Manuscripts Live: Singing from Medieval Sources in the Bodleian Library

Building on the success of Gregorian chant workshops  with manuscripts from the Bodleian Library (Singing Together, Apart 1  and Singing Together, Apart 2 ), a group of Oxford medievalists are offering insights into working with manuscripts during lockdown. Meet some of the manuscripts from the Abbey of Medingen, recently digitized through the Polonsky German project, and sing along to chants from the Easter period.  A special focus was on the ‘Exsultet’ which attracted some of the most colourful illumination of the manuscripts as well as detailed devotional instructions in Latin and Low German on how to sing it both out aloud and “on the harp strings of the soul”. Read more on Savouring the Exultet at Medingen in this blog post by Innocent Smith OP for the Polonsky German manuscript digitisation project.

Andrew Dunning, R.W. Hunt Curator of Medieval Manuscripts, showed the Medingen manuscripts at the Bodleian Library live via visualiser from the Weston Library; Zachary Guiliano, Chaplain of St Edmund Hall, Henrike Lähnemann, Professor of Medieval German Literature and Linguistics, and Nick Swarbrick, Gregorian chant instructor, and Connor Wood, Organ Scholar at St Edmund Hall, formed a Schola in the Crypt of St-Peter-in-the-East, the library of St Edmund Hall, and commented on the manuscripts, the music, and their theological significance. Two graduate students working on the Easter prayer books, Carolin Gluchowski and Marlene Schilling, pointed out some of the special nuntastic features of the manuscripts.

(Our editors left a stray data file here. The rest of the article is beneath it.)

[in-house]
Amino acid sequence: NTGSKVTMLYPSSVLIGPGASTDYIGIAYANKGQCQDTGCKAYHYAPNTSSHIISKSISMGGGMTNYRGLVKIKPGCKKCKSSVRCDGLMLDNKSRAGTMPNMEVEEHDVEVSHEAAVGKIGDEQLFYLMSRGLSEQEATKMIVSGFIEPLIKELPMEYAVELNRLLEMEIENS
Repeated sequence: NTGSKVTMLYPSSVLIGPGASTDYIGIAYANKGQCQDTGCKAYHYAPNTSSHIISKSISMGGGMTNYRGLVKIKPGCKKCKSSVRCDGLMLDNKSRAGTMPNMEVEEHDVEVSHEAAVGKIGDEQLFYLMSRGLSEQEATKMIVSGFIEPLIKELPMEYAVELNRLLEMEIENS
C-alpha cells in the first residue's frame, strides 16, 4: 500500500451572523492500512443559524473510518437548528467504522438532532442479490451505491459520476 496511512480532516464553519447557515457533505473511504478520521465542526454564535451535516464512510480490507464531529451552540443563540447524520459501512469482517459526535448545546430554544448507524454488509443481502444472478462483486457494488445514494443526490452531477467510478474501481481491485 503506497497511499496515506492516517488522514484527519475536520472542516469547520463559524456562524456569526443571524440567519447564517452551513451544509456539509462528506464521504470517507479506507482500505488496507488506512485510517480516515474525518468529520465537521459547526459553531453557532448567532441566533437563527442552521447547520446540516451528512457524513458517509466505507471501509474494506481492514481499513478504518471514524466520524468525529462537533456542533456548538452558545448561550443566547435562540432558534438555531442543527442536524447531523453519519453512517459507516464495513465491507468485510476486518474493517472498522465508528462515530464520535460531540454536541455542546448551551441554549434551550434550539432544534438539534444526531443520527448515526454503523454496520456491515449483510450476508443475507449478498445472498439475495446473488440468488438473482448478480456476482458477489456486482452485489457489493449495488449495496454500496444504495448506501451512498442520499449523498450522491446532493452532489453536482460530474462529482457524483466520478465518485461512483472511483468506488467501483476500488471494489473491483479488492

This was part of the IMC Leeds Fringe Events but open to all manuscript and music enthusiasts! Music downloads for the event: Nunc dimittis (audience sings the ‘repetitio’ Lumen ad revelacionem gencium as congregational responses); Exultet (audience sings the congregational responses); Victime paschali laudes (audience sings the ‘Christ ist erstanden’ as congregational response and the question of the disciples Dic nobis Maria…)

Exultet iam angelica turba celorum…

Oxford, Bodleian Library, MS. Lat. liturg. f. 4, fol. 20r – view the full manuscript on the Polonsky German website hab.bodleian.ox.ac.uk

Website Medingen Manuscripts

Recording of the first Polonsky German Workshop “Singing Apart, Together”.

Instruction for the Medingen Provost when during the ‘Exsultet’ to put the incense into the Easter candle, Bodleian Library MS. Lat. liturg. e. 18, fol. 36v

Gregorian Chant Recordings on BODcasts

During lockdown, the Bodleian library ran two Gregorian chanting workshop called ‘Singing Together Apart’. Hundreds of participants from all around the world learnt to sing along with a simple voice part from a 15th-century manuscript from the Cistercian nunnery of Medingen, in Germany, Bodleian Library MS. Lat. liturg. e. 18. You can watch the workshops on the BODcast channel here: https://podcasts.ox.ac.uk/singing-together-apart-gregorian-chant-workshop-song-simeon singing from manuscripts from the Polonsky German digitisation project

‘Lumen ad revelacionem gencium’ – the Song of Simeon from the Handbook of the Medingen Provost in the Bodleian Library. Edition by Dr Andrew Dunning

Opening Medieval Manuscripts

By Henrike Lähnemann

This article first appeared on KnowItWall.

Opening a book unfolds a new world. In the case of the pocket-sized prayer-book Oxford, Bodleian Library MS. Lat. liturg. f. 4, it is one of magic and surprises: gold dragons, an orchestra of angelsnuns and biblical figures (see figure 1 below) populate the margins of 584 packed pages. The black ink is laced with black, red, blue, and gold letters but even more colourful is the text itself, an idiosyncratic mix of flowery medieval Latin and vernacular poetry.

To find the significance of this visual and linguistic firework, it is necessary to trace the manuscript back to its origin and decipher or rather decode its text and decoration, as well as the link between the two. The Low German dialect is that spoken in Lüneburg, one of the centres of the Hanseatic League, the most important trade area in Europe before the EU. Lüneburg’s salt production financed Medingen, the convent in which this prayer-book was written around 1500. Every nun wrote several manuscripts as part of her personal devotion, each of them a jigsaw piece of a different shape and colour, constructing a bigger picture of female piety and agency.